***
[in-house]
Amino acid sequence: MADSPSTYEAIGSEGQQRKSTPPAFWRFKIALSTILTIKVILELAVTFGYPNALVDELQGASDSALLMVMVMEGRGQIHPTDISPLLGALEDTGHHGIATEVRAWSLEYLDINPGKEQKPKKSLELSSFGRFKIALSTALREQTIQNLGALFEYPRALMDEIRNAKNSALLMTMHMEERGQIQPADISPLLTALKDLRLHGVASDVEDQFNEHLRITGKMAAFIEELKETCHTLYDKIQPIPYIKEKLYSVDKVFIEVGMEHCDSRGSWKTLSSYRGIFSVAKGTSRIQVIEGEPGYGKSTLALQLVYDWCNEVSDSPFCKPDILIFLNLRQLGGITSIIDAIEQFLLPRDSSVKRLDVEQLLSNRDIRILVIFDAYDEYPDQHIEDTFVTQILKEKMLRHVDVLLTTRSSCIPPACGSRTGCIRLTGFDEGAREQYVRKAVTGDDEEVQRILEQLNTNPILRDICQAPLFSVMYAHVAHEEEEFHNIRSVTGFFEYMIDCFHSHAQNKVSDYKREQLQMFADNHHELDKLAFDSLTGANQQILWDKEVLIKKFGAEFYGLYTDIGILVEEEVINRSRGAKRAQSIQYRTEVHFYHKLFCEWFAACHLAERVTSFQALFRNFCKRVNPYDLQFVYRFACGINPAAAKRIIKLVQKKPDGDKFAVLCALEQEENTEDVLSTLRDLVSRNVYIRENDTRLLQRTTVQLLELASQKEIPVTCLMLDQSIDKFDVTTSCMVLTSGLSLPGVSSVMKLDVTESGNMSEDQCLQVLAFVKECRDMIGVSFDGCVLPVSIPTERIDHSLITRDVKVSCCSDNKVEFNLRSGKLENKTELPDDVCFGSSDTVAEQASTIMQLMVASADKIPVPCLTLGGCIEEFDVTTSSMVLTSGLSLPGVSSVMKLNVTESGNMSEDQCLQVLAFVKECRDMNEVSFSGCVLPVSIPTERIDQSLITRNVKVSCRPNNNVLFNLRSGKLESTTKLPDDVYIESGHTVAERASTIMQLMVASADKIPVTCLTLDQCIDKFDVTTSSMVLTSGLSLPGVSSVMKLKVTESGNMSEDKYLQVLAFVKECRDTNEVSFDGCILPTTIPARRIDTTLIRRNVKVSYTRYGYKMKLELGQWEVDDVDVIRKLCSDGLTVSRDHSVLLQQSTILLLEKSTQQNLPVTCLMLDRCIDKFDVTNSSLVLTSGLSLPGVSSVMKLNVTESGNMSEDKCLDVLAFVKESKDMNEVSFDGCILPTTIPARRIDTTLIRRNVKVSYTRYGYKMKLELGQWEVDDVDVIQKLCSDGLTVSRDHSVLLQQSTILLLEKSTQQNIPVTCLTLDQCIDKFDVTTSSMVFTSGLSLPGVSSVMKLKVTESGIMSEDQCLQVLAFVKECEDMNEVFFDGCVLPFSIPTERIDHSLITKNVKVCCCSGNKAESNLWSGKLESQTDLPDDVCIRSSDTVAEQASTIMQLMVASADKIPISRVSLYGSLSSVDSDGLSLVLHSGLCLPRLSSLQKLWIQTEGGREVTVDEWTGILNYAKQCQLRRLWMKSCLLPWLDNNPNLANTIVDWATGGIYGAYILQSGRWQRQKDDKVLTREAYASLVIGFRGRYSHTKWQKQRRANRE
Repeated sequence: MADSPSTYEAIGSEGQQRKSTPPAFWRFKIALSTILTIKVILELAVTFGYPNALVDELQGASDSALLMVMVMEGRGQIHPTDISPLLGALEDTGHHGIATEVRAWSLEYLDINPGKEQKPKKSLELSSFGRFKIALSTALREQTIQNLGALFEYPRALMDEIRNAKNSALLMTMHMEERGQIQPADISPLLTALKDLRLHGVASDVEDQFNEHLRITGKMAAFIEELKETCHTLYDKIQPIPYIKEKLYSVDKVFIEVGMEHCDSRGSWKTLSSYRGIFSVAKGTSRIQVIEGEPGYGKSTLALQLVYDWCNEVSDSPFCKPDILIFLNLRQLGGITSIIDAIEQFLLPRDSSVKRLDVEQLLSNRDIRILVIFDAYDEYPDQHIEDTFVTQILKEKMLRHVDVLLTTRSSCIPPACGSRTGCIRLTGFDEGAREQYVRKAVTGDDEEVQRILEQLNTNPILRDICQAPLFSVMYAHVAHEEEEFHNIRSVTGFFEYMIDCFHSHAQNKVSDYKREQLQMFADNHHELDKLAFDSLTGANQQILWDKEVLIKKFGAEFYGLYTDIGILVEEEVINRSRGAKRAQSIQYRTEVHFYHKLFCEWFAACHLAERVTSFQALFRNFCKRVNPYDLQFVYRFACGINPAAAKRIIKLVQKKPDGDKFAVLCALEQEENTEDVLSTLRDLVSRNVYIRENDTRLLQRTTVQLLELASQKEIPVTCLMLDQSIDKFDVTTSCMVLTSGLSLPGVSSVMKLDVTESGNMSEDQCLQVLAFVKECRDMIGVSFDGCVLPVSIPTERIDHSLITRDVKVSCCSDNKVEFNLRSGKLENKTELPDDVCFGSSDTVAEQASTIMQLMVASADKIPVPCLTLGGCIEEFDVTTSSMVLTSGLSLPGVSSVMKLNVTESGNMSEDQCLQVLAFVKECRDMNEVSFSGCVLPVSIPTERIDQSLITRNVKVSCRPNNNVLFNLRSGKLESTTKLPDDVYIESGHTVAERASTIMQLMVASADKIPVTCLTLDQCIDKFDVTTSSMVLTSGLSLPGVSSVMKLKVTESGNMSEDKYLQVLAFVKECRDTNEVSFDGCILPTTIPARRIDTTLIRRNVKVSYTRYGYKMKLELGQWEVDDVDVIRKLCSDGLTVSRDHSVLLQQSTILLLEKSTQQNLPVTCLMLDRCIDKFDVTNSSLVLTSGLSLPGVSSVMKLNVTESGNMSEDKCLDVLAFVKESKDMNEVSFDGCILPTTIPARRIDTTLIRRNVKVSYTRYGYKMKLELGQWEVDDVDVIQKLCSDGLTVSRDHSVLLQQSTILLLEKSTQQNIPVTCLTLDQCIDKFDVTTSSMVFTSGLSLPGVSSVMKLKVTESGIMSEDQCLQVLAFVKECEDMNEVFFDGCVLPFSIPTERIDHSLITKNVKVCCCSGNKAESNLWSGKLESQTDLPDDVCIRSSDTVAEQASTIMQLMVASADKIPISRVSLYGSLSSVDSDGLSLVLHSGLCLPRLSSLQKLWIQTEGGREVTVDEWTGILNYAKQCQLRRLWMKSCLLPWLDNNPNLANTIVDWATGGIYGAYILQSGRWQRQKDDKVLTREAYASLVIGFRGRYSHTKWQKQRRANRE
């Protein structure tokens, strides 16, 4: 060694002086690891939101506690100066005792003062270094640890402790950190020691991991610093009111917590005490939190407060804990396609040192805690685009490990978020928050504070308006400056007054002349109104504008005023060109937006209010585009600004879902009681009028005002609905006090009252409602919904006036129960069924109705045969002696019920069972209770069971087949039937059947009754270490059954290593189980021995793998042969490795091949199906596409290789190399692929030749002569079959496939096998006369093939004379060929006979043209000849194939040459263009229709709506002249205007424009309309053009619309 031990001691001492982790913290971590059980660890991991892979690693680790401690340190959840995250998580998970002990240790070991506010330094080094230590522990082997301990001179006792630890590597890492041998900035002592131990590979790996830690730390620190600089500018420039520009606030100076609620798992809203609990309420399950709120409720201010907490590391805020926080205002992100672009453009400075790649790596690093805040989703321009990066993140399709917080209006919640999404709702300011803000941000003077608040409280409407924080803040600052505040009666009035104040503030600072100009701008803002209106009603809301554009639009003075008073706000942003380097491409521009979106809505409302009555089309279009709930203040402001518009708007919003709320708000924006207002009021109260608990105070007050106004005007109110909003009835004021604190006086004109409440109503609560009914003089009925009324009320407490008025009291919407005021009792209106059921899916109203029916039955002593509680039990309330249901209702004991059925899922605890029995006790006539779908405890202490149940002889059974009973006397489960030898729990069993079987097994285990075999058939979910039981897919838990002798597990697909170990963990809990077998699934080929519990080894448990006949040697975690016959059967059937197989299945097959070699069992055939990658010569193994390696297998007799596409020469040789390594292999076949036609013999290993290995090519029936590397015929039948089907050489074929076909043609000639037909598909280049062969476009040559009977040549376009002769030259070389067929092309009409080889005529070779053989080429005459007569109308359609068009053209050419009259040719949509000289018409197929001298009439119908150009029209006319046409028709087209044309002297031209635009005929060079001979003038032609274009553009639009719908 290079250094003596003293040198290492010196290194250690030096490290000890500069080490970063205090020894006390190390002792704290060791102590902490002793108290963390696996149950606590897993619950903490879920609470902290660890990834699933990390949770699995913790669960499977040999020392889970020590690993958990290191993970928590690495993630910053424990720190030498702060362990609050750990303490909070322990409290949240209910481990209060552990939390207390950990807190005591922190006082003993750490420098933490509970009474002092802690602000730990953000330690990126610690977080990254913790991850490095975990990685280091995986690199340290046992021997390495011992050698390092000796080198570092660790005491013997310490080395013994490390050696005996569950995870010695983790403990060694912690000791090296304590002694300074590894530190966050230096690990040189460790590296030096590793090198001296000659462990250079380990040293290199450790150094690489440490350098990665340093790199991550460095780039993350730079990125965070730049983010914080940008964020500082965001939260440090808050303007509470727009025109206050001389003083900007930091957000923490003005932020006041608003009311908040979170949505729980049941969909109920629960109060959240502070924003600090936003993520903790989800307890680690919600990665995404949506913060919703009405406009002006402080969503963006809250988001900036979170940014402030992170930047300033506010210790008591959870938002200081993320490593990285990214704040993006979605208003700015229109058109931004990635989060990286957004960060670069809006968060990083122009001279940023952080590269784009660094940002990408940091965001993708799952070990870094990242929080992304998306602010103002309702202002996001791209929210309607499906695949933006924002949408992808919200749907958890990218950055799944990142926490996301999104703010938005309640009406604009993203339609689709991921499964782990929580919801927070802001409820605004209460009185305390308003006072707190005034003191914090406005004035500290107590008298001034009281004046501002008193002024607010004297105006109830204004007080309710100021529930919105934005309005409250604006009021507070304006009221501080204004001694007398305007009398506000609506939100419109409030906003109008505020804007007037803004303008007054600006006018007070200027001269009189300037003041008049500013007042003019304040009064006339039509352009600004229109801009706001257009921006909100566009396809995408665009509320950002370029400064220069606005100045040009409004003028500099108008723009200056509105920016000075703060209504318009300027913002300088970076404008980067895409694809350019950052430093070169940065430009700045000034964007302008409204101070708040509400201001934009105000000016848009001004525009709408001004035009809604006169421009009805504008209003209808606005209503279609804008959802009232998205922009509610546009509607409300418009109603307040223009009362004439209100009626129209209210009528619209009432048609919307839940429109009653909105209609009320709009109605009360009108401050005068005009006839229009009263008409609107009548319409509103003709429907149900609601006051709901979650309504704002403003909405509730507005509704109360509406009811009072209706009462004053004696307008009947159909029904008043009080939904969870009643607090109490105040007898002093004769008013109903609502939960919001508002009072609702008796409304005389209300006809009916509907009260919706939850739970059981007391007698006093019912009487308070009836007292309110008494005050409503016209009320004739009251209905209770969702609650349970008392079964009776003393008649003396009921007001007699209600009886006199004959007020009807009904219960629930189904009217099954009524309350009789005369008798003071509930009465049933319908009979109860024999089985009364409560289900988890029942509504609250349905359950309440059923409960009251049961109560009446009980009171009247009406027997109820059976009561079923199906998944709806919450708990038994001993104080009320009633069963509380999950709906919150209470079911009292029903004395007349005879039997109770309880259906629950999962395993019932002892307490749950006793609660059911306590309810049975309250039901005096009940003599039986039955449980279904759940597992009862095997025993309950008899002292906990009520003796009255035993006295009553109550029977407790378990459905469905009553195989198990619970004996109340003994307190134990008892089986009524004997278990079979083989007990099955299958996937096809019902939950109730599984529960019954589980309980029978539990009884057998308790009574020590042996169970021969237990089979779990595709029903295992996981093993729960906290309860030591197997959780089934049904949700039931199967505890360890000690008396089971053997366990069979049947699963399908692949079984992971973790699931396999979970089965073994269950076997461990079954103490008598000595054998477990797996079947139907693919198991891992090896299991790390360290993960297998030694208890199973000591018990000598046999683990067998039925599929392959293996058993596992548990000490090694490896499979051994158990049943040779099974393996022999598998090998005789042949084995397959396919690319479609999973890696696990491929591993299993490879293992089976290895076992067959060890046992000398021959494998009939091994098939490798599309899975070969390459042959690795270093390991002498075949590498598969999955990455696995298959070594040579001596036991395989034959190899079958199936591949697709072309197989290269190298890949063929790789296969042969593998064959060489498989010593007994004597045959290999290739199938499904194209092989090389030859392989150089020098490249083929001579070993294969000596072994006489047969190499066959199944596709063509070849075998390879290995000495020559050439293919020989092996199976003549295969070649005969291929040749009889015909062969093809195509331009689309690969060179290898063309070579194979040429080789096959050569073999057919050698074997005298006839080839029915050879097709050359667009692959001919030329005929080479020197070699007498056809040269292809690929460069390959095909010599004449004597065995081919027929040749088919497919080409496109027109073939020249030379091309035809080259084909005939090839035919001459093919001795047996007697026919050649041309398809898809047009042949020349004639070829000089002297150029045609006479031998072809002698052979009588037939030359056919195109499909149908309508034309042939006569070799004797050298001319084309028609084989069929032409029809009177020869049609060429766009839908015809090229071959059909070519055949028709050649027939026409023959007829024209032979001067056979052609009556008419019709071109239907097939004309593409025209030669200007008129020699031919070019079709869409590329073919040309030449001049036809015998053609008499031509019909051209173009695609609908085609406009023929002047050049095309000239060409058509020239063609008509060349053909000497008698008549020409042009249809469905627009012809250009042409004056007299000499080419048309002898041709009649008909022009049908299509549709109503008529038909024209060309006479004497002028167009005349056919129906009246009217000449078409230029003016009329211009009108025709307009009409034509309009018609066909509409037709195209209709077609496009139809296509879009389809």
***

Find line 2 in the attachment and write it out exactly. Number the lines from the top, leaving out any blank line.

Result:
Amino acid sequence: MADSPSTYEAIGSEGQQRKSTPPAFWRFKIALSTILTIKVILELAVTFGYPNALVDELQGASDSALLMVMVMEGRGQIHPTDISPLLGALEDTGHHGIATEVRAWSLEYLDINPGKEQKPKKSLELSSFGRFKIALSTALREQTIQNLGALFEYPRALMDEIRNAKNSALLMTMHMEERGQIQPADISPLLTALKDLRLHGVASDVEDQFNEHLRITGKMAAFIEELKETCHTLYDKIQPIPYIKEKLYSVDKVFIEVGMEHCDSRGSWKTLSSYRGIFSVAKGTSRIQVIEGEPGYGKSTLALQLVYDWCNEVSDSPFCKPDILIFLNLRQLGGITSIIDAIEQFLLPRDSSVKRLDVEQLLSNRDIRILVIFDAYDEYPDQHIEDTFVTQILKEKMLRHVDVLLTTRSSCIPPACGSRTGCIRLTGFDEGAREQYVRKAVTGDDEEVQRILEQLNTNPILRDICQAPLFSVMYAHVAHEEEEFHNIRSVTGFFEYMIDCFHSHAQNKVSDYKREQLQMFADNHHELDKLAFDSLTGANQQILWDKEVLIKKFGAEFYGLYTDIGILVEEEVINRSRGAKRAQSIQYRTEVHFYHKLFCEWFAACHLAERVTSFQALFRNFCKRVNPYDLQFVYRFACGINPAAAKRIIKLVQKKPDGDKFAVLCALEQEENTEDVLSTLRDLVSRNVYIRENDTRLLQRTTVQLLELASQKEIPVTCLMLDQSIDKFDVTTSCMVLTSGLSLPGVSSVMKLDVTESGNMSEDQCLQVLAFVKECRDMIGVSFDGCVLPVSIPTERIDHSLITRDVKVSCCSDNKVEFNLRSGKLENKTELPDDVCFGSSDTVAEQASTIMQLMVASADKIPVPCLTLGGCIEEFDVTTSSMVLTSGLSLPGVSSVMKLNVTESGNMSEDQCLQVLAFVKECRDMNEVSFSGCVLPVSIPTERIDQSLITRNVKVSCRPNNNVLFNLRSGKLESTTKLPDDVYIESGHTVAERASTIMQLMVASADKIPVTCLTLDQCIDKFDVTTSSMVLTSGLSLPGVSSVMKLKVTESGNMSEDKYLQVLAFVKECRDTNEVSFDGCILPTTIPARRIDTTLIRRNVKVSYTRYGYKMKLELGQWEVDDVDVIRKLCSDGLTVSRDHSVLLQQSTILLLEKSTQQNLPVTCLMLDRCIDKFDVTNSSLVLTSGLSLPGVSSVMKLNVTESGNMSEDKCLDVLAFVKESKDMNEVSFDGCILPTTIPARRIDTTLIRRNVKVSYTRYGYKMKLELGQWEVDDVDVIQKLCSDGLTVSRDHSVLLQQSTILLLEKSTQQNIPVTCLTLDQCIDKFDVTTSSMVFTSGLSLPGVSSVMKLKVTESGIMSEDQCLQVLAFVKECEDMNEVFFDGCVLPFSIPTERIDHSLITKNVKVCCCSGNKAESNLWSGKLESQTDLPDDVCIRSSDTVAEQASTIMQLMVASADKIPISRVSLYGSLSSVDSDGLSLVLHSGLCLPRLSSLQKLWIQTEGGREVTVDEWTGILNYAKQCQLRRLWMKSCLLPWLDNNPNLANTIVDWATGGIYGAYILQSGRWQRQKDDKVLTREAYASLVIGFRGRYSHTKWQKQRRANRE